It won’t be long before asparagus season is upon us. It is important not to mow off the dead fern growth from last year until about three to four weeks before spears normally start coming up. Mowing off the dead fern too early will result in soil temperatures warming up too soon, causing early spear emergence. The dead fern cover keeps the soil temperatures about five degrees colder than bare soil. This will hold back spear emergence and prevent them from starting to grow and then getting killed by frost. After a frost event, it usually takes about one week before new spears start to emerge.
Once the dead fern is mowed, a tank mix of Roundup and Lorox should be applied. The Roundup will kill any existing weeds and the Lorox will be a good pre-emergence for other weeds as they germinate. The dead fern should be mowed as close to the ground as possible to minimize the chance of getting skinned knuckles on the sharp fern stubble while picking spears.
If a grower has problems with soil erosion on hilly or sloping ground, rye can be seeded in autumn to keep the soil from eroding, and this can also delay the emergence of spears early in the spring. It can also improve subsequent crop quality, reduce handling and damage and increase overall monetary returns. Rye provides a cover of mulch residue in the early spring and improves the yield and quality of the spears, and allows better accessibility to fields in wet weather. Growers can mow off the dead fern in the spring while also mowing back the rye cover.
The rye residue that remains after the herbicide treatment will be advantageous for the following reasons:
- Prevents “goose-necking” or curving of spears by wind or wind-blown sand
- Reduces soil erosion and the splashing of soil onto spears during periods of heavy rainfall
- Slows “ferning out” or early opening of spears on hot days because the rye cover will keep the soil cooler
- Lowers soil temperature and tends to delay the emergence of spears and possibly help avoid late spring frosts
- Rye residue adds organic matter to the soil
Asparagus Harvesting Techniques
Asparagus spears can be cut or snapped to produce spears of marketable length (usually seven to 9 inches). Spears may be cut below the soil surface with a knife or hand-snapped above the soil surface. Cutting asparagus requires more labor, but increases yield 20 – 25% because spears are longer. (Cutting spears below the soil greatly increases the chance of the knife injuring a bud or emerging spear on the same crown.) When hand-snapping, the spear usually breaks above the area containing fiber – so the harvested spear is more tender and all edible. The small stub left in the soil after snapping dries up and disintegrates. A new spear does not come up at that spot, but comes up from another bud that enlarges on another part of the crown. Snapped, all-green asparagus has no trim-off waste and should command a higher price than cut asparagus with white butts.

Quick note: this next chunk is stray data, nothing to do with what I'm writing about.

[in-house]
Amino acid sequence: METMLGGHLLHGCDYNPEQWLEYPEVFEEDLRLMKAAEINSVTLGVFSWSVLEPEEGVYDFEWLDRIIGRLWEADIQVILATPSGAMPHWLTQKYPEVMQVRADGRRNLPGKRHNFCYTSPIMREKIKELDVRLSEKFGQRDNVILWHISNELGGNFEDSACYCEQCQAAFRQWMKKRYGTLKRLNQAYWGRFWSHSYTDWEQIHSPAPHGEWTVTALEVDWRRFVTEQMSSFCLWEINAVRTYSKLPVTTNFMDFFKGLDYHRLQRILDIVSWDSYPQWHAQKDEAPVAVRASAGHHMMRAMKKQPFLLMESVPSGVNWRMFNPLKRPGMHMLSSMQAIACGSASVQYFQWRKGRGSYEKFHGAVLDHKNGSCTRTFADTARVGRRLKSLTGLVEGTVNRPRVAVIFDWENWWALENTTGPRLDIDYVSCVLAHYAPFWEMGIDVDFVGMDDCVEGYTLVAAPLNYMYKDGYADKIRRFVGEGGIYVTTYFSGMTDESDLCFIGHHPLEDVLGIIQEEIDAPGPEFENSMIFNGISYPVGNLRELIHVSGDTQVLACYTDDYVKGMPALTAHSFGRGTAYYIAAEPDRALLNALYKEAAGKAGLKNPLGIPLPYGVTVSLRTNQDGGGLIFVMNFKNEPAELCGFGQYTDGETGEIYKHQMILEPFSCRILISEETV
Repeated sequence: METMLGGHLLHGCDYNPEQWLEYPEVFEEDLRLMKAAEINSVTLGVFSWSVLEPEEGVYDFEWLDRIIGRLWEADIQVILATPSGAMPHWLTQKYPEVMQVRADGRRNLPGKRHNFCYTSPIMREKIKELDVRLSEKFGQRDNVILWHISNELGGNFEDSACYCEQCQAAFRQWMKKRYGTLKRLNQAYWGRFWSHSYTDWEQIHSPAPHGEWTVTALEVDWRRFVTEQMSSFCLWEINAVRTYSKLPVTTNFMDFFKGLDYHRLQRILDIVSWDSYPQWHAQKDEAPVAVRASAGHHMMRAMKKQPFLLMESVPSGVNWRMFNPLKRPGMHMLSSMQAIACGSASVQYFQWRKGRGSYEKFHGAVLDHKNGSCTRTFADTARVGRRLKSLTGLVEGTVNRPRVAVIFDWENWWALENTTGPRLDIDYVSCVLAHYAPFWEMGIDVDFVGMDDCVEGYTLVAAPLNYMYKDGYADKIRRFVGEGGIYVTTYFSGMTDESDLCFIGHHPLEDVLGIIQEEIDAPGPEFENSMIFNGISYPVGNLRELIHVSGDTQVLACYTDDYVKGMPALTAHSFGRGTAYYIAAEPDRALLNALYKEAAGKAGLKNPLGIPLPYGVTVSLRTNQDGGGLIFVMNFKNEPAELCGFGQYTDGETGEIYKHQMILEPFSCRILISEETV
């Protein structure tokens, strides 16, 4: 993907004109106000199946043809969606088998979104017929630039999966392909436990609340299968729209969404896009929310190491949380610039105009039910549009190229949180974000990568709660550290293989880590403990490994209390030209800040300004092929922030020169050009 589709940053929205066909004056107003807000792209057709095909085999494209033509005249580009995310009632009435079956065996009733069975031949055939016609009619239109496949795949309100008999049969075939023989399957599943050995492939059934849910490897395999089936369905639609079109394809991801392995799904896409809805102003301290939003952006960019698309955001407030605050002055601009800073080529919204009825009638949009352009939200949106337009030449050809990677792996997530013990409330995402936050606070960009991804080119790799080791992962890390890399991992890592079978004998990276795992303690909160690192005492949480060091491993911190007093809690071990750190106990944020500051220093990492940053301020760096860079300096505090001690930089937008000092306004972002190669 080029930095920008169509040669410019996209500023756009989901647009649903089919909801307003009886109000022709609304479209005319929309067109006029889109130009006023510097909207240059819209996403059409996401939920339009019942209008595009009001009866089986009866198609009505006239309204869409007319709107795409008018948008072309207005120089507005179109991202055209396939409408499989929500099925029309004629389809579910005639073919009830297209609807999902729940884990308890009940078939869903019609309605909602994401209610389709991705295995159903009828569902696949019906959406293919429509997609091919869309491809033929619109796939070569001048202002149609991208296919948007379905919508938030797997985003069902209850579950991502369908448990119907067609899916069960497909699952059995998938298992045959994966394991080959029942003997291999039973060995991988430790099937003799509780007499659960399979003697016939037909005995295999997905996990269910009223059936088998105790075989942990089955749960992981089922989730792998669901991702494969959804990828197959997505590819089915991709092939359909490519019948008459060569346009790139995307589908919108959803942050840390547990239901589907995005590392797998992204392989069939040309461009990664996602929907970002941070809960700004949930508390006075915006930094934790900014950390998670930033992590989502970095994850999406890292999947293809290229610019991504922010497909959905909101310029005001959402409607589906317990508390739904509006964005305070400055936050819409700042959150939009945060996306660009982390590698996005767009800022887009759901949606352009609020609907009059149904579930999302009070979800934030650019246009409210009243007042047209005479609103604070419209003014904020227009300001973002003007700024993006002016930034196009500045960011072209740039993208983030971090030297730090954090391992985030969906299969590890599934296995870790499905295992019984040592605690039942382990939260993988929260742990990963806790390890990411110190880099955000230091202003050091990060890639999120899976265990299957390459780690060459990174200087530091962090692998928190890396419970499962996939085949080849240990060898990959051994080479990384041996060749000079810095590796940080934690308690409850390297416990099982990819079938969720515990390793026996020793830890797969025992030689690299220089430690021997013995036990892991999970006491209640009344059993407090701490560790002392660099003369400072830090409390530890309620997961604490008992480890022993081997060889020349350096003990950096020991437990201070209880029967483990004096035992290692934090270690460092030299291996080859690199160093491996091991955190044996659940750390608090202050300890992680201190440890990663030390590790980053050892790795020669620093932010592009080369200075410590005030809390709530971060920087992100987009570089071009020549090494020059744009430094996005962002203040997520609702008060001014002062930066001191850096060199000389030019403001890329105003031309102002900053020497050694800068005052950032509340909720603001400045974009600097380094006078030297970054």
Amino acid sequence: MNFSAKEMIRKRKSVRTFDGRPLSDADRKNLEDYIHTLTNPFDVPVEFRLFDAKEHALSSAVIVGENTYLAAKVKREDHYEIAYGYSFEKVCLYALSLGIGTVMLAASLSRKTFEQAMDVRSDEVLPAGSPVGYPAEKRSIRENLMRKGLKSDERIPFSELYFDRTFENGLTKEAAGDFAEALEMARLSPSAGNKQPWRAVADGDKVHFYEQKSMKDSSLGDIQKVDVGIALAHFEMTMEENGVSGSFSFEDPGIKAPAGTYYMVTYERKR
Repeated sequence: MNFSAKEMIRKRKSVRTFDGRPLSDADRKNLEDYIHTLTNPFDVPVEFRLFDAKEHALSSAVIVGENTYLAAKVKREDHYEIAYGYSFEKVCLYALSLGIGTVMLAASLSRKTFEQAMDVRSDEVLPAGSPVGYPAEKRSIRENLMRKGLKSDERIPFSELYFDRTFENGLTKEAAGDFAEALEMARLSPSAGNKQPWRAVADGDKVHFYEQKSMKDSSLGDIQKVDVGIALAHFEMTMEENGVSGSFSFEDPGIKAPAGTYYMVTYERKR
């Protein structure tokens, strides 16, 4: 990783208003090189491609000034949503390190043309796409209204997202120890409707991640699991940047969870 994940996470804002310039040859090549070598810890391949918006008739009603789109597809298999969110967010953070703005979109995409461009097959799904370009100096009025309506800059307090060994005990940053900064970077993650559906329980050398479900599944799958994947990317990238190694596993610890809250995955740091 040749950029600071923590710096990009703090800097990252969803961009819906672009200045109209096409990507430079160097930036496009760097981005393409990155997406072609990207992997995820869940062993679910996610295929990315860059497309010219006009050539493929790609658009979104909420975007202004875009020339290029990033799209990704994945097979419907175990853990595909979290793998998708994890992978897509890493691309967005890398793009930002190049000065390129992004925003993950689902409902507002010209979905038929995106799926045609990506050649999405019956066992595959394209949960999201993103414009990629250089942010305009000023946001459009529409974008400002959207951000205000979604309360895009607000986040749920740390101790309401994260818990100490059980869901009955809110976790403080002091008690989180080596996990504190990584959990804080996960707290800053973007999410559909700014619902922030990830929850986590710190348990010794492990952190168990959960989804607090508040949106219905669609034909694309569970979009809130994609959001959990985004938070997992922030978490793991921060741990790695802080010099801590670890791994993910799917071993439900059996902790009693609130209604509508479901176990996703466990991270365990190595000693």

To maximize quality, harvest in the morning when the spears are cooler and more easily snapped. Always harvest spears when the heads are tight and before the tips start to “fern out.” In the early, cool part of the harvest season (<70º F), the heads will remain tight on nine- to 10-inch spears. Fiber content will be low in the base of the spears. In warmer weather (>70º), spears will fern out at a shorter height. Therefore, it is necessary to harvest shorter spears during warmer weather to obtain good quality.
To maximize yield, it will be necessary to harvest once or twice per day (morning and evening) when the weather is warm. During cool periods, harvest may not be necessary more than two or three times a week. Spear growth in asparagus, once they emerge, is closely related – about 90% – to air temperature. Spears grow faster at higher temperatures, and the taller the spear, the faster it grows.
Growers can use the following harvesting decision examples to help them determine how and when to harvest:
- Example 1: The picking crew is about to begin harvesting and the next planned harvest is in 24 hours. The weather forecast is for cool and dry conditions. What instructions should be given to the pickers concerning the minimum spear height selected for harvest today? In this situation, only spears longer than seven inches after harvesting should be picked. All shorter spears should be left for harvesting 24 hours later.
- Example 2: It is Saturday morning and the weather forecast for the weekend is for very warm, humid and cloudy weather with a high probability of rain. No labor is available to harvest on Sunday so the next harvest is nearly 48 hours away. Under these conditions, even spears that are very short (four – five inches) need to be harvested on Saturday. If the shorter spears are not harvested, they will be 12- to 15-inch spears that have ferned out by Monday morning. It would be best to harvest as late as possible on Saturday afternoon or evening and as early as possible on Monday morning to reduce the time to the next harvest and amount of ferned-out cull asparagus. Even though ferned-out spears are not marketable, they must be cut or snapped to maintain production and to deny insects and diseases a site to get started.
The field should be cut or snapped clean with each harvest. Discard any small, spindly spears or fern growth. Ferns that are allowed to grow during harvest can harbor diseases and insects, especially asparagus beetles. This growth will also slow the emergence of new spears.
An average of approximately two hours of labor are needed to hand-pick one acre of asparagus at each harvest over the course of a picking season. Harvest-aids reduce the labor requirement by 15 – 20%, and workers are usually more content to ride a harvest-aid than to walk and stoop to pick. For a copy of “Asparagus Production From A to Z,” email me at firstname.lastname@example.org.